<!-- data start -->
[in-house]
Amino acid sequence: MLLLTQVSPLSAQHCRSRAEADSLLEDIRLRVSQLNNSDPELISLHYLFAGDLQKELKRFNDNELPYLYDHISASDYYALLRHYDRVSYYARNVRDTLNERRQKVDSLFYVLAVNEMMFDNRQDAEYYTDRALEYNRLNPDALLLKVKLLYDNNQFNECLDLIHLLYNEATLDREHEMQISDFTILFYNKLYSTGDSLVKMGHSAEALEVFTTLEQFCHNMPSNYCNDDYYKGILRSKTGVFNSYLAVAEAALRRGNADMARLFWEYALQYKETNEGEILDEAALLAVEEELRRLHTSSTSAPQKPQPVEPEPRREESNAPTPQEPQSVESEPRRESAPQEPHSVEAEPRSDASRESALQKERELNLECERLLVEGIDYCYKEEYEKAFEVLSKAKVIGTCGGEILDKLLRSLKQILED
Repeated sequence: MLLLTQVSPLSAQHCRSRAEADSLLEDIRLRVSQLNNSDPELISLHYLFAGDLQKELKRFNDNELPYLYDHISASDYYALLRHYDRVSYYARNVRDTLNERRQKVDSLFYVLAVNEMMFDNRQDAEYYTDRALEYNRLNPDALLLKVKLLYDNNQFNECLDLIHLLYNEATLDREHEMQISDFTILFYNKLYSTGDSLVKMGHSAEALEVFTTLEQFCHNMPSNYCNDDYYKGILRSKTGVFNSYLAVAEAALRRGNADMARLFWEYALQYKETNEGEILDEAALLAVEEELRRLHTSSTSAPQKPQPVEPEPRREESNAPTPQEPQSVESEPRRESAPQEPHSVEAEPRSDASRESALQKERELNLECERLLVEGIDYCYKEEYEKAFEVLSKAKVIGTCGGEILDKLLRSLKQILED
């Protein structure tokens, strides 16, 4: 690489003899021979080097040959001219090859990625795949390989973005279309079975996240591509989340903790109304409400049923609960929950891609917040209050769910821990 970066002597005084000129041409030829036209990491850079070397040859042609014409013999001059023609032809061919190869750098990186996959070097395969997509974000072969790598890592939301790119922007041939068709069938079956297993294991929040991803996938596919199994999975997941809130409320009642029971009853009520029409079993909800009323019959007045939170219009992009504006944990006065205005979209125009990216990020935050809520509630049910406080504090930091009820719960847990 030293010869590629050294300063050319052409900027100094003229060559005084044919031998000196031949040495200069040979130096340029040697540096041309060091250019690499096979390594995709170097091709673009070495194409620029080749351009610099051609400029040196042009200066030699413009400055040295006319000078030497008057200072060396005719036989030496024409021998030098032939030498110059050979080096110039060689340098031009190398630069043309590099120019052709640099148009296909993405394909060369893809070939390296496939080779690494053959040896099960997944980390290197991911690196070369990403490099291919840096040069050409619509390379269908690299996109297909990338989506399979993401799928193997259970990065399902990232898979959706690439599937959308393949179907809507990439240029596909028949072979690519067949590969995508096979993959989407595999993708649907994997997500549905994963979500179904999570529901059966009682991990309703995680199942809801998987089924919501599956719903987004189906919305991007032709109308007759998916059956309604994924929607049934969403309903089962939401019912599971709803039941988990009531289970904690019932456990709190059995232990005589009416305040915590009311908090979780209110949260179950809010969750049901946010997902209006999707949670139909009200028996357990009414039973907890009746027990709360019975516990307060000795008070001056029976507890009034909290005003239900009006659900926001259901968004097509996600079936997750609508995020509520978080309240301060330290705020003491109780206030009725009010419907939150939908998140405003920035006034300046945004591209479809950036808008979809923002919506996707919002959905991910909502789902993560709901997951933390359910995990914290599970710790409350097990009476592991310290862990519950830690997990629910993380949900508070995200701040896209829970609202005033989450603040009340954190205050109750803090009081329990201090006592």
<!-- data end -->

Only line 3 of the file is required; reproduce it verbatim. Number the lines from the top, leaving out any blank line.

Repeated sequence: MLLLTQVSPLSAQHCRSRAEADSLLEDIRLRVSQLNNSDPELISLHYLFAGDLQKELKRFNDNELPYLYDHISASDYYALLRHYDRVSYYARNVRDTLNERRQKVDSLFYVLAVNEMMFDNRQDAEYYTDRALEYNRLNPDALLLKVKLLYDNNQFNECLDLIHLLYNEATLDREHEMQISDFTILFYNKLYSTGDSLVKMGHSAEALEVFTTLEQFCHNMPSNYCNDDYYKGILRSKTGVFNSYLAVAEAALRRGNADMARLFWEYALQYKETNEGEILDEAALLAVEEELRRLHTSSTSAPQKPQPVEPEPRREESNAPTPQEPQSVESEPRRESAPQEPHSVEAEPRSDASRESALQKERELNLECERLLVEGIDYCYKEEYEKAFEVLSKAKVIGTCGGEILDKLLRSLKQILED